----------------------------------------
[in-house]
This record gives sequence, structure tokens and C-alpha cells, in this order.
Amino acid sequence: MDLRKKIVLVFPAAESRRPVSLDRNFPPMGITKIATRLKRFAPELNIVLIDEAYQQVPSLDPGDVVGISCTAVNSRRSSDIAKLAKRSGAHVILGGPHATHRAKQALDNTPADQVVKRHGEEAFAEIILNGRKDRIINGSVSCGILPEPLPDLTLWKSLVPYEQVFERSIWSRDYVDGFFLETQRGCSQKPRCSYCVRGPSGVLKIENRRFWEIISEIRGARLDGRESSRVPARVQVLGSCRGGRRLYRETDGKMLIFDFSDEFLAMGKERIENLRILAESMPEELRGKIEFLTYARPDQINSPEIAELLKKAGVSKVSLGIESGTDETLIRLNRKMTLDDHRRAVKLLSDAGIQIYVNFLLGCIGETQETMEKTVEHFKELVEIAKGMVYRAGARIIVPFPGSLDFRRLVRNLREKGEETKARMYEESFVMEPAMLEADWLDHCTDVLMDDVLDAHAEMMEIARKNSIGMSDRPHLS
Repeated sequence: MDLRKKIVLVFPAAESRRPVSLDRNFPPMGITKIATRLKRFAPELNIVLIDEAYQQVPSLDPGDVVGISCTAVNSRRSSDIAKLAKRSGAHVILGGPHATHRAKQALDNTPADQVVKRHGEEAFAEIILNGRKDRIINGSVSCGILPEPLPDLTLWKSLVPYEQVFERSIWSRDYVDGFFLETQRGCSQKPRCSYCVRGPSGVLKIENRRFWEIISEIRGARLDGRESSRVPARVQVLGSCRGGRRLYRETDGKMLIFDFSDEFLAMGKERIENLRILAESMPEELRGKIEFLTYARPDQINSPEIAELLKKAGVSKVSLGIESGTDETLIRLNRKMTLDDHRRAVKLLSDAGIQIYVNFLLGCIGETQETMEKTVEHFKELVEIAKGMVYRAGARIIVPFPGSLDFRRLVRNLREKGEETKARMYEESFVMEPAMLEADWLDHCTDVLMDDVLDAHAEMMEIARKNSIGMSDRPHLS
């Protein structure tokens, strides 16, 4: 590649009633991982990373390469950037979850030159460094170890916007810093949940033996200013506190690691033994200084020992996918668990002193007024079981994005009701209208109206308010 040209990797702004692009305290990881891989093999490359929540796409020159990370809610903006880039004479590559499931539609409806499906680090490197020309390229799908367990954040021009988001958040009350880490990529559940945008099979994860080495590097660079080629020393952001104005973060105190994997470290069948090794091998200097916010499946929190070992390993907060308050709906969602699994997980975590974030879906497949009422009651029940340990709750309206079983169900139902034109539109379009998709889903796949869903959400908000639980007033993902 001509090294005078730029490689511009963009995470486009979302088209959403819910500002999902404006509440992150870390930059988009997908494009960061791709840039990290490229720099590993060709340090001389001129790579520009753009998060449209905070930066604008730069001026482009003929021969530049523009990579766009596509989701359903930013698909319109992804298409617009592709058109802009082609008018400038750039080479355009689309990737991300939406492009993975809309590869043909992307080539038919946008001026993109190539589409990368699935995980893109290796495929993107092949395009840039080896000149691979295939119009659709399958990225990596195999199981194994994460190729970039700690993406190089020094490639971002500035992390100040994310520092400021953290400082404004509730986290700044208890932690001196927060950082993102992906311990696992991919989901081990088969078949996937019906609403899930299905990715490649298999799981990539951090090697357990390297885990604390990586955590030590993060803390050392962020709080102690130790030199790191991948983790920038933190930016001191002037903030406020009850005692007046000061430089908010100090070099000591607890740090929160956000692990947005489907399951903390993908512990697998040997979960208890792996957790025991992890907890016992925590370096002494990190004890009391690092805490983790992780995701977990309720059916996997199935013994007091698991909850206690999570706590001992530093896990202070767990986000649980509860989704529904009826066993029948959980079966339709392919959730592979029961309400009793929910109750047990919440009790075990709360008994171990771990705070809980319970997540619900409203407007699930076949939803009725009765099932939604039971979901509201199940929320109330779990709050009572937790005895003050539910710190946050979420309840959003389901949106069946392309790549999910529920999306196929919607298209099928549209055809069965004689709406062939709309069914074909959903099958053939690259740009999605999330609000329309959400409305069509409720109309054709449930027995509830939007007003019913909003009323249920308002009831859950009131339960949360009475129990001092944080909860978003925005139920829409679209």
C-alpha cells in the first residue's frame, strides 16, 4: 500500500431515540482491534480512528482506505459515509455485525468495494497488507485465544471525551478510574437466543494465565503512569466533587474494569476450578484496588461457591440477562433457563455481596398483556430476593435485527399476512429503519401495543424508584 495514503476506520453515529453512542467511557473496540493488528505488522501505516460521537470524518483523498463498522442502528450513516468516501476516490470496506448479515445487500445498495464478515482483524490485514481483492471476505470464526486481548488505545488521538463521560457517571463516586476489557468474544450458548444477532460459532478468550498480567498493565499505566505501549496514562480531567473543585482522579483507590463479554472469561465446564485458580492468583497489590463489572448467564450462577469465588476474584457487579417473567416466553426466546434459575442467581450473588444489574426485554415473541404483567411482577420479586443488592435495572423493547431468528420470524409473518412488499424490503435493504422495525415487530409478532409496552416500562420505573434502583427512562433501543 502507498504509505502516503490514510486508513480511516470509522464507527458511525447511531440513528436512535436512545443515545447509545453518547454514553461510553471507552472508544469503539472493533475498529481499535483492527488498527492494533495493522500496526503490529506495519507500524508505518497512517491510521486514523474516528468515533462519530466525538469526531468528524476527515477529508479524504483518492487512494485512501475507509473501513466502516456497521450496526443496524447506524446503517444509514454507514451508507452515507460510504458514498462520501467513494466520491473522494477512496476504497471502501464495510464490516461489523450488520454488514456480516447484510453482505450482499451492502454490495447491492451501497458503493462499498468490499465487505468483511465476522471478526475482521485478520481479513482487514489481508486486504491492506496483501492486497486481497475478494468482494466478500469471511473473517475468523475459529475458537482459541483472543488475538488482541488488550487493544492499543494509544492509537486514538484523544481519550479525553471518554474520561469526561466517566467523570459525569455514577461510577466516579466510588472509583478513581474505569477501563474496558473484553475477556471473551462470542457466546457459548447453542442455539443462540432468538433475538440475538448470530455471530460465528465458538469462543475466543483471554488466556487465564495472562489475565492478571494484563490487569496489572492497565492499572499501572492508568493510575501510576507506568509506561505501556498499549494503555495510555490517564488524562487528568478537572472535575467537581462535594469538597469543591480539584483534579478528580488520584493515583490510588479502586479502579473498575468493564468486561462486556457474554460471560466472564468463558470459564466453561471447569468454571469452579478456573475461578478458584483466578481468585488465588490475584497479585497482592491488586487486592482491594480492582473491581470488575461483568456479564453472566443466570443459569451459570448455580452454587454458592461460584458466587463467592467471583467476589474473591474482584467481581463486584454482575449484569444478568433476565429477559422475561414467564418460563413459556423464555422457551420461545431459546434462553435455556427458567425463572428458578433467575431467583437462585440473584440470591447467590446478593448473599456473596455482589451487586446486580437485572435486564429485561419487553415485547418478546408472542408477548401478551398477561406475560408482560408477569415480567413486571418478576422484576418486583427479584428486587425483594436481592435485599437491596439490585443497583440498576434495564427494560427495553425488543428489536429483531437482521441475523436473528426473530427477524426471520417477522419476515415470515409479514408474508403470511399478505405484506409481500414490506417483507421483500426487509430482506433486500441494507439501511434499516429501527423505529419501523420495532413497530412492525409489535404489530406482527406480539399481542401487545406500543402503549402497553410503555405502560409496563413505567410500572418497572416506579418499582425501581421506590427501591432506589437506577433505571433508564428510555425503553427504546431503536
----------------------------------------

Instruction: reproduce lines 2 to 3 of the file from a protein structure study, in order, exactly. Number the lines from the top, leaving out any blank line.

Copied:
This record gives sequence, structure tokens and C-alpha cells, in this order.
Amino acid sequence: MDLRKKIVLVFPAAESRRPVSLDRNFPPMGITKIATRLKRFAPELNIVLIDEAYQQVPSLDPGDVVGISCTAVNSRRSSDIAKLAKRSGAHVILGGPHATHRAKQALDNTPADQVVKRHGEEAFAEIILNGRKDRIINGSVSCGILPEPLPDLTLWKSLVPYEQVFERSIWSRDYVDGFFLETQRGCSQKPRCSYCVRGPSGVLKIENRRFWEIISEIRGARLDGRESSRVPARVQVLGSCRGGRRLYRETDGKMLIFDFSDEFLAMGKERIENLRILAESMPEELRGKIEFLTYARPDQINSPEIAELLKKAGVSKVSLGIESGTDETLIRLNRKMTLDDHRRAVKLLSDAGIQIYVNFLLGCIGETQETMEKTVEHFKELVEIAKGMVYRAGARIIVPFPGSLDFRRLVRNLREKGEETKARMYEESFVMEPAMLEADWLDHCTDVLMDDVLDAHAEMMEIARKNSIGMSDRPHLS